There is no way my execs will sign off on this! Do they care about being competitive?
The biggest champion at Netflix for doing public cloud and doing it "properly" with an optimized architecture was our CEO Reed Hastings. He personally argued that we should try to do NoSQL rather than MySQL to push the envelope. Why? Because the bigger risk for Netflix was that we wouldn't scale and have the agility to compete. He was right, we have grown faster than our ability to build datacenters, and we have the agility we need to outrun our competition. Netflix has never had a CIO in the first place, we do have an excellent VP of operations though, and there is plenty to do running the CDN's and Saas vendors that support Enterprise IT.
Will private clouds be successful? I think there will be a few train wrecks.
The train wrecks will come as ITops discover that it's much harder and more expensive than they thought, and takes a lot longer than expected to build a private cloud. Meanwhile their developer organization won't be waiting for them, and will increasingly turn to public clouds to get their jobs done. We could argue about definitions but there are private clouds that are effectively the back ends for specialized large scale ecosystems like engineering companies that have to interface to the things that build stuff, or operate in places where there is no effective connection into the public clouds. For example, on board a ship that has limited external bandwidth, or to support a third world construction project. My take is that these will be indistinguishable from specialized Saas offerings within a supply chain ecosystem.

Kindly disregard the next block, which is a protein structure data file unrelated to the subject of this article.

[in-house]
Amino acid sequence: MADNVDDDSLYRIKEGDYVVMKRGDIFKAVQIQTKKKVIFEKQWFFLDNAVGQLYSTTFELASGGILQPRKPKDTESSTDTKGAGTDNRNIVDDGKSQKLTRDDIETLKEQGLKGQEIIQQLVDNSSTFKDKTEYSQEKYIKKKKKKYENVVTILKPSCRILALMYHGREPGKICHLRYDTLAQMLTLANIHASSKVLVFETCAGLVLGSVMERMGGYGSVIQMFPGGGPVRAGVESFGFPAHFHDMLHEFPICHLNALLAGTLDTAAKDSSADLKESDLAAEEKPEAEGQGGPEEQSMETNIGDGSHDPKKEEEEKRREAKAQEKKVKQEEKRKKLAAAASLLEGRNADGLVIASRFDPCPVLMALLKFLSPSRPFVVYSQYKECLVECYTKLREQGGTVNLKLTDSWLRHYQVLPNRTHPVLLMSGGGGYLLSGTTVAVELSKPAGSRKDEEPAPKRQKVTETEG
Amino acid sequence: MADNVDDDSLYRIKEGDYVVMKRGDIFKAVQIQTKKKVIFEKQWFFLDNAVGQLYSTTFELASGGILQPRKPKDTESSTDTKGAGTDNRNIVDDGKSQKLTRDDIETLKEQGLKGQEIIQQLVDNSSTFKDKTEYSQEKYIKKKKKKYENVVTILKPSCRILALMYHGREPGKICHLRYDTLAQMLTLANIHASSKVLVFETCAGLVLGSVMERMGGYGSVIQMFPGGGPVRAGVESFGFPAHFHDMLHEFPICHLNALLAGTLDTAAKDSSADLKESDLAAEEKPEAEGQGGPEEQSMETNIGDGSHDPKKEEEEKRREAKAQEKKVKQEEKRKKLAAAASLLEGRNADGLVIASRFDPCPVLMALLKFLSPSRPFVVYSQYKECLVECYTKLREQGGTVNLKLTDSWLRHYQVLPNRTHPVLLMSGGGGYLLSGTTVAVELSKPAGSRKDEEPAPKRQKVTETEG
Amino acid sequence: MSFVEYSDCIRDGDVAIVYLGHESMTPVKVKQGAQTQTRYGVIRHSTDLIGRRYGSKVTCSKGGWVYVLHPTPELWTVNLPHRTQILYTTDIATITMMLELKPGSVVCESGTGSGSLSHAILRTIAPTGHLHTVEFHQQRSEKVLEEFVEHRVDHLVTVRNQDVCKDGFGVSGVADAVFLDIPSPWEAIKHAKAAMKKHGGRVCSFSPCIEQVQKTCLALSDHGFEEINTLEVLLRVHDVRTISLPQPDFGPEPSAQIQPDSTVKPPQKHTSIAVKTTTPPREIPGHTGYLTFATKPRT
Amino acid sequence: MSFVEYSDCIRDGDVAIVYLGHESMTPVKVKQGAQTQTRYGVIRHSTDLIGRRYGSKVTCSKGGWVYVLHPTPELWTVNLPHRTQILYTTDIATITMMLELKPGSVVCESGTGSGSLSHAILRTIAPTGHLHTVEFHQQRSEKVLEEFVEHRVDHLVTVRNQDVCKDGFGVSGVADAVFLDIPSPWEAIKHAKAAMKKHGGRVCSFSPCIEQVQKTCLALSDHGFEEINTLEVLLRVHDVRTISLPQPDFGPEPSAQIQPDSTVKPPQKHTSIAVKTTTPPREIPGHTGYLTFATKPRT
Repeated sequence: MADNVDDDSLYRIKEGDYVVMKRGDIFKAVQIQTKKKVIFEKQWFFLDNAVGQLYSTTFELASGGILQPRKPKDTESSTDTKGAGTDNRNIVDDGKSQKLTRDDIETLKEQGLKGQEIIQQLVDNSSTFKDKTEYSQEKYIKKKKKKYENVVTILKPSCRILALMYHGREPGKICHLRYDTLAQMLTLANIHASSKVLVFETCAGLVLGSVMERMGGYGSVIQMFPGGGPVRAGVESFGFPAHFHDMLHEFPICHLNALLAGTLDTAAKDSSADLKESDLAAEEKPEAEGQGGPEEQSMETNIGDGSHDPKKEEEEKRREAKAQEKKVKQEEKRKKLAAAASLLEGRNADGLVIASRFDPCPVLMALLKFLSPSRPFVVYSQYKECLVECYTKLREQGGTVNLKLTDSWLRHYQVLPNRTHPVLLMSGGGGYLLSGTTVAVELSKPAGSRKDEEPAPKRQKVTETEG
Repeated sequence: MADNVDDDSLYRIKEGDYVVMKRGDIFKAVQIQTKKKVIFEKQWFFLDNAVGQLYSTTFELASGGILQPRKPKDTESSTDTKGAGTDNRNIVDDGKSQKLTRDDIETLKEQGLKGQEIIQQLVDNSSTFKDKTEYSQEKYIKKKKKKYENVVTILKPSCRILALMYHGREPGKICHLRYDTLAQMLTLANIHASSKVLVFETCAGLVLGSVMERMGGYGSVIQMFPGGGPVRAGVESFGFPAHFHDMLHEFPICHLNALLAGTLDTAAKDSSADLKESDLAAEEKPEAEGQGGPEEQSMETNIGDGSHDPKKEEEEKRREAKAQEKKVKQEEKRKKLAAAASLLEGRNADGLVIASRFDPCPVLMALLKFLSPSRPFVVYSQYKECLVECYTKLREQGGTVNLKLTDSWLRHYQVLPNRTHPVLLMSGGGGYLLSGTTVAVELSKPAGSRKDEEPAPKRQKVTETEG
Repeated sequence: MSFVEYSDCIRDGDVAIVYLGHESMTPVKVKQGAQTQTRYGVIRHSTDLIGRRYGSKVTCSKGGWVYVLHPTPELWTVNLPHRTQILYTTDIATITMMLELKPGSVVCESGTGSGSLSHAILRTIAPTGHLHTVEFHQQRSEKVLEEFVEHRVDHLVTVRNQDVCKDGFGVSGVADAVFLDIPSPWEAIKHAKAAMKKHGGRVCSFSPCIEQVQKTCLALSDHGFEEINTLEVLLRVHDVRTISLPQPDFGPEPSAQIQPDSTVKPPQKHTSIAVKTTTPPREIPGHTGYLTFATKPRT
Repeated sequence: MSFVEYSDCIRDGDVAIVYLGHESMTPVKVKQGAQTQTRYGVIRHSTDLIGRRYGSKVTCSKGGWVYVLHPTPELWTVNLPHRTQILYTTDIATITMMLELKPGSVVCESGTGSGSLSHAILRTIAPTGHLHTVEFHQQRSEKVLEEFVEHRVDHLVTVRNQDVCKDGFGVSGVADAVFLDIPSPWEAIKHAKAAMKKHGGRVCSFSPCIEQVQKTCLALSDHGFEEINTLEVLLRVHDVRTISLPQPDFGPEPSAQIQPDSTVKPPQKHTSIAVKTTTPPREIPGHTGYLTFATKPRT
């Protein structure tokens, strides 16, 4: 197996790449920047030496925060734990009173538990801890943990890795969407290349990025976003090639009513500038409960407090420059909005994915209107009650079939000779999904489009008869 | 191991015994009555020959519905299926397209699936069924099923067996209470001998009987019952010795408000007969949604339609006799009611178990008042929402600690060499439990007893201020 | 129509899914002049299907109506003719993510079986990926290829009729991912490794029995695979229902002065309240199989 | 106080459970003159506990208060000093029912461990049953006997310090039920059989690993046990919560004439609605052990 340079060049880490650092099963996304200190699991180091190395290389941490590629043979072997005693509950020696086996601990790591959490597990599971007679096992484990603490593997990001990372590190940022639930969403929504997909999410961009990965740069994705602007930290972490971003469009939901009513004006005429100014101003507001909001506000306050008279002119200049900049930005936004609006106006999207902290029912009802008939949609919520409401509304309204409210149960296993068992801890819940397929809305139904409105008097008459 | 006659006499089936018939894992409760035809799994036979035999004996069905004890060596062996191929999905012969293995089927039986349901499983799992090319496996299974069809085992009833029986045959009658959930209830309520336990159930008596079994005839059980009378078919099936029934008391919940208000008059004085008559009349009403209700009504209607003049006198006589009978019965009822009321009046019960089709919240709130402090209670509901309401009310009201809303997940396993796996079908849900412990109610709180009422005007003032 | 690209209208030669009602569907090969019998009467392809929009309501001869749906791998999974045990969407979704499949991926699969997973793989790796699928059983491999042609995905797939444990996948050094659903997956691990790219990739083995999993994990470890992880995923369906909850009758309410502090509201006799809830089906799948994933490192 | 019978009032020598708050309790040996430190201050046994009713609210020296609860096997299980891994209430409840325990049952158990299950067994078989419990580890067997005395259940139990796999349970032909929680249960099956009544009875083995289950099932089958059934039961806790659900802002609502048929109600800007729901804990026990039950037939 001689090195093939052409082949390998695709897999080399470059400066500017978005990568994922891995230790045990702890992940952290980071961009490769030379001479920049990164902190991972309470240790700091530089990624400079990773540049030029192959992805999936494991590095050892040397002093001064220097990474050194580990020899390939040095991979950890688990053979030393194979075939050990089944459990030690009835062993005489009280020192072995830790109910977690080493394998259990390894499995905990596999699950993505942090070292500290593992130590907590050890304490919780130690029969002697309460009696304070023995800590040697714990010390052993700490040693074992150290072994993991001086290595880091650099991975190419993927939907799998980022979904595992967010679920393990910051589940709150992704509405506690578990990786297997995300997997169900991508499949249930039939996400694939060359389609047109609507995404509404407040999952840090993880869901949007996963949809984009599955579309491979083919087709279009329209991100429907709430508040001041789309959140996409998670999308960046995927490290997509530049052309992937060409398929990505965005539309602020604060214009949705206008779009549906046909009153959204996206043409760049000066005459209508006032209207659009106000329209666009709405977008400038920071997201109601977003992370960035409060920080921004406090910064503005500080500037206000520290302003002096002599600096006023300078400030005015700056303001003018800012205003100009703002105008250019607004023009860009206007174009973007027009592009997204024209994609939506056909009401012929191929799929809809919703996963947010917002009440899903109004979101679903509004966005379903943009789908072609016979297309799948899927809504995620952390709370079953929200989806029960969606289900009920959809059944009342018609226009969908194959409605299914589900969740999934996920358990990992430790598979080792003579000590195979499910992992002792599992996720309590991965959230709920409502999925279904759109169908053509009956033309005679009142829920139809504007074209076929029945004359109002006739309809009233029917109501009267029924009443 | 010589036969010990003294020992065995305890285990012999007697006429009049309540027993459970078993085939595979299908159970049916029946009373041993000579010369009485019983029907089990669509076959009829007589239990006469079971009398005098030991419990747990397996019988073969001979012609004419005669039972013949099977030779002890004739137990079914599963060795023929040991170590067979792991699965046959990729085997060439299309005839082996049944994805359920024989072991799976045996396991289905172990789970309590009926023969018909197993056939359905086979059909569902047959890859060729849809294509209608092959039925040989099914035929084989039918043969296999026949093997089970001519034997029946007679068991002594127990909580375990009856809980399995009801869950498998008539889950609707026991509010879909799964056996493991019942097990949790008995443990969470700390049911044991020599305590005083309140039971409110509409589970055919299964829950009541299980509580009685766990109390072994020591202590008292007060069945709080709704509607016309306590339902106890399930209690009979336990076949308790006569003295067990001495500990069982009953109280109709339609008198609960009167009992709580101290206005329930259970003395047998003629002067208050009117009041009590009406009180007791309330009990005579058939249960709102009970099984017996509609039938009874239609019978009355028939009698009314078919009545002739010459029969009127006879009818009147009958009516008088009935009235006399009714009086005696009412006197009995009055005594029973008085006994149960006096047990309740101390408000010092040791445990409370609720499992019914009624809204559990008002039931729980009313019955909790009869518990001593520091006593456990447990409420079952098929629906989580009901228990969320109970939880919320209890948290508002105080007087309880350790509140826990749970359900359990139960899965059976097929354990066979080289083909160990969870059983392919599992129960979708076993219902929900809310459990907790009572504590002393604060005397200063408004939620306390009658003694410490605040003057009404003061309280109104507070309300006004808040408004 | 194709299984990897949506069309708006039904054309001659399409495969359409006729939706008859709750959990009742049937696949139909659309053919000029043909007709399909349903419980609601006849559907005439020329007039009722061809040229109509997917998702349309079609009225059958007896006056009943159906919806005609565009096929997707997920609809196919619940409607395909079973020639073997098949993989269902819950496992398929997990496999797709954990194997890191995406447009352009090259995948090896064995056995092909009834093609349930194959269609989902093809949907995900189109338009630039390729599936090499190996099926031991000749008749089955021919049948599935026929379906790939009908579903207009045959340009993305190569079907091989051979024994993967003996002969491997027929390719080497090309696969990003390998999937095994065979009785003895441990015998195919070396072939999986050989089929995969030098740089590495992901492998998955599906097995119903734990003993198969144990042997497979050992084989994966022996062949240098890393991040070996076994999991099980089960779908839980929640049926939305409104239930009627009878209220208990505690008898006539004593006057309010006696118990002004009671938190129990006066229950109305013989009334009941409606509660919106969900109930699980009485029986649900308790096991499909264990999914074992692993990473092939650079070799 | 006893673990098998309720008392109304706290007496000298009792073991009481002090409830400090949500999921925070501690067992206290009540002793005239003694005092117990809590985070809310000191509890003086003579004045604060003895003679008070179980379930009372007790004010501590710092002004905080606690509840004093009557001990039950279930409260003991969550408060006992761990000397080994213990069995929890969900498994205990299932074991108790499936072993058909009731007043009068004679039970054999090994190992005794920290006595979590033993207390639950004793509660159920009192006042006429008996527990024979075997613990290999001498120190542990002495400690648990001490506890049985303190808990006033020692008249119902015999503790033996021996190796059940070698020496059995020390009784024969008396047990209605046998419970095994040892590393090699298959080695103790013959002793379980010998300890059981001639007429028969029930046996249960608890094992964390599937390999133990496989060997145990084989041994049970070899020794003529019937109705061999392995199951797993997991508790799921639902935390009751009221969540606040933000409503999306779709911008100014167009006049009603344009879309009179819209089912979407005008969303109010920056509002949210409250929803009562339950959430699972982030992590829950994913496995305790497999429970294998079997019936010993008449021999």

How not to build a public cloud - The Netflix Way
Re-org your company to give budget and headcount to the developers, let them run the public cloud operations
Ignore the FUD, best practices and patterns for compliance and security already exist and are audit-able
Get the CEO to give the CIO a different MBO, to shrink their datacenter.
Good luck with that :-)